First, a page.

Collocating artisans with Marines at Marine Corps Air Station New River is not just working out, but perhaps yielding bigger and faster returns than what was expected.
Fleet Readiness Center East artisans and Marine Aviation Logistics Squadron 26 Marines are maximizing the integrated maintenance concept, lessening pit stop times of aircraft and boosting Marine Corps readiness.
Some preliminary reports from managers and supervisors at New River is that turnaround time for V-22 maintenance has been dramatically reduced from 300 to 89 days, and the aircraft are being returned with no discrepancies to squadrons from the depot.
“The process has the potential of being lightning fast,” said Dave Oravecz, supervisor of H-1 and V-22 overhaul and repair at New River.
Perhaps a major advantage to the process is that the owning Marine squadrons send maintenance personnel along with the aircraft to work alongside the depot maintainers throughout the process.
“Were sending aircraft out to fleet Marine Corps ready to task,” said Oravecz, touting the New River model as “the best example of the fleet sustainment directive.”
He said, because the Marines maintainers are present, aircraft do not return with discrepancies such as “Noted, But Not Corrected.” “[The Marine] is executing it. While it’s here it’s getting done.”
Where depot-level mechanics are bound to specific administrative standards or are regulated to performing only specific tasks, accompanying Marines (and contractors) in this set up give unique opportunities throughout the process that accelerates overall progress.
Lavon Vance Jr., V-22 work leader, explained that aircraft in-process at the traditional depot is subject to the mandatory evaluation and estimation process. The process requires that each step of work be meticulously documented, tying into the cost accounting system for an aircraft. At depot, any work performed on an aircraft, regardless of scale, cannot be performed until the evaluation and estimation step is completed and a work order produced to authorize the repair.
At New River, work leaders leverage the presence of Marine maintainers to expedite this step to keep projects rolling toward completion.
“I can’t do it without working with the Marines. The Marines allow us to remove (administrative) steps that can become time intensive,” said Vance.
Vance added, that overall it is a coordinated process between, artisans, Marines and contractors, where work leaders determine the order of each repair. “The success of that coordination is vital,” said Vance. “It saves a lot of time and makes things simpler.”
While timely turnaround of aircraft is the central point of focus, the strategic move by Marine Corps leaders is yielding other fortuitous byproducts for squadrons and fleet readiness centers alike.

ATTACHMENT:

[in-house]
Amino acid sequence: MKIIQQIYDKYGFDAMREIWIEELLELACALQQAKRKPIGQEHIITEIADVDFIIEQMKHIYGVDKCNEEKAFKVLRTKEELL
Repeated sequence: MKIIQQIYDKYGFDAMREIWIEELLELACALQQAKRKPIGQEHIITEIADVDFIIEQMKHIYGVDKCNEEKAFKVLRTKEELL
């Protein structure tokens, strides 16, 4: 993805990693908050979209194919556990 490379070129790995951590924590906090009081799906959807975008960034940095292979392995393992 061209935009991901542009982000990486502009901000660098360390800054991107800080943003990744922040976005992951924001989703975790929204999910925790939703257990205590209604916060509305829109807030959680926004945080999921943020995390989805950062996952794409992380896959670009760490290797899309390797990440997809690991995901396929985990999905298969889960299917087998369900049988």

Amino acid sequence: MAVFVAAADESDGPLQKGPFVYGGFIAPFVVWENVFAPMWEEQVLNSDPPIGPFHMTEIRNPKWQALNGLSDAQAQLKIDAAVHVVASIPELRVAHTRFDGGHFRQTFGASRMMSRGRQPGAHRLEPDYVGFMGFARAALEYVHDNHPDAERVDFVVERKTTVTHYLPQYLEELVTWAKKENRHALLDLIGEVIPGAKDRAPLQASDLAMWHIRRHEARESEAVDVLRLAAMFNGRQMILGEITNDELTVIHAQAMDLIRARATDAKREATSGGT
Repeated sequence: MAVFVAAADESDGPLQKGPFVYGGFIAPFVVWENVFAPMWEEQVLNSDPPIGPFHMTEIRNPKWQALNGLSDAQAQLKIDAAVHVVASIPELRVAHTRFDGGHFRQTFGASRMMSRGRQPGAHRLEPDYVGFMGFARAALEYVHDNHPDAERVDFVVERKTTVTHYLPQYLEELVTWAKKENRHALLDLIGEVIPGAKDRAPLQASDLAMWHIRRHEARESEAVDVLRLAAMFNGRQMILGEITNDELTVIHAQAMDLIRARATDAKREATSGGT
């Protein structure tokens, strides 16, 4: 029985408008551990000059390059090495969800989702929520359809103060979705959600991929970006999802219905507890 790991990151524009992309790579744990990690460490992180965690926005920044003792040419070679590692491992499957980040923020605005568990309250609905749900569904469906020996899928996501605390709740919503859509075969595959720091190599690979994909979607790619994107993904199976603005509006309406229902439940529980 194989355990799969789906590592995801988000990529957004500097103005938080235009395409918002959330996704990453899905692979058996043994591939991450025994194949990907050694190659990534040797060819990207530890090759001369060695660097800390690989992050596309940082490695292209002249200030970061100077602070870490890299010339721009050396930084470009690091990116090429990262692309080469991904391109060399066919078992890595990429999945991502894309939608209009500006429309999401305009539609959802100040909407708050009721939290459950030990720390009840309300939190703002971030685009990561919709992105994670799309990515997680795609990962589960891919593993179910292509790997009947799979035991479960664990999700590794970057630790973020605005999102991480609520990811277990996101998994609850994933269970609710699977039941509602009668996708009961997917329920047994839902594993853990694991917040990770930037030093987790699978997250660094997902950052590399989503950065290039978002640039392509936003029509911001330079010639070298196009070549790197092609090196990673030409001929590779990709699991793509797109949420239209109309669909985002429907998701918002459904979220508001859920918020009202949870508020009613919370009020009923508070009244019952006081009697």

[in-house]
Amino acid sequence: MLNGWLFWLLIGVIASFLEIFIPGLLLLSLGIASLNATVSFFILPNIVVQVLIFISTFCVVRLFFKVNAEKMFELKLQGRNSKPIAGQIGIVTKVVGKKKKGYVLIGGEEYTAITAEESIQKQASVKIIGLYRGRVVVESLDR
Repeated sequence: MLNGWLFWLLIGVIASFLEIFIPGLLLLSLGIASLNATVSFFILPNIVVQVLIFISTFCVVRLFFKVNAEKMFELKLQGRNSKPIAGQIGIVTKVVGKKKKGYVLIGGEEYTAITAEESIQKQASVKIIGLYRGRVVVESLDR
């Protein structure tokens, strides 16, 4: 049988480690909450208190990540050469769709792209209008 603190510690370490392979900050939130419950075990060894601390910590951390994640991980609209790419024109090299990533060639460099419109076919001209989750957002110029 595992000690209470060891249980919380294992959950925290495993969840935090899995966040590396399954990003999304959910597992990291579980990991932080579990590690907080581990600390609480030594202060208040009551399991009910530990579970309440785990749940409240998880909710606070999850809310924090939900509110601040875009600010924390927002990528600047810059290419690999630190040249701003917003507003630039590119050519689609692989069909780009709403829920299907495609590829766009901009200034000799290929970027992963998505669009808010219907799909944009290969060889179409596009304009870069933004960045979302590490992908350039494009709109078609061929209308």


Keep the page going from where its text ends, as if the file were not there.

“It’s cool to see how these guys do things at the depot level,” said Cpl. Haiden Peters, 365 Blue Knights airframes mechanic. “It’s so much knowledge you never get to see in the fleet.”
Since being assigned with the artisans, Peters said he has learned a lot. He also mentioned that the experience has given him an opportunity to get better understanding on the necessity of carrying out squadron-level preventive maintenance inspections, specifically corrosion inspections.
“Corrosion damage ties directly into delay of aircraft,” he said, explaining that he now sees the effects of neglect and how getting it fixed at depot adds additional steps into the process.
He added that the experience is “invaluable.” “It’s a whole other look at what we do. It makes a difference seeing it with your own eyes,” said Peters.
“We get to show and teach the Marines things while they are here,” said B.J. Farrington, sheet metal mechanic, adding, that training mitigates risks and eliminates delays brought on from requiring technical engineering instructions. “And the more they know, the less we have to do to an aircraft when it’s at the depot.”
“This model exponentially increases the knowledge base,” said Oravecz, noting that a significant loss of Marines maintenance personnel happened during 2003-2013 as a result of things such as attrition and force reduction. “This goes toward rebuilding the base. We’re seeing interaction between Marines and artisans at a greater capacity, and they’re taking that knowledge back to the squadrons.
And in the process artisans are getting enlightened too.
Vance explained that many of the artisans at the FRC East MCAS Cherry Point location do not get the opportunity to see the impact of their work. “Here our guys see the end result every day. They see the struggle of the Marine maintainers,” he said, speaking briefly about demand brought on by squadron-level operations tempo.
According to Oravecz, the New River Detachment as of Jan. 21, 2016 has sold 11 H-1 aircraft at an average of five days ahead of schedule, and three V-22s at an average work in-process rate of 89-108 days — compared to the previous average of 300 days in depot.
“Our team is still striving to reduce the turnaround time further for our V-22 program,” he said.
Source / Author: NAVAIR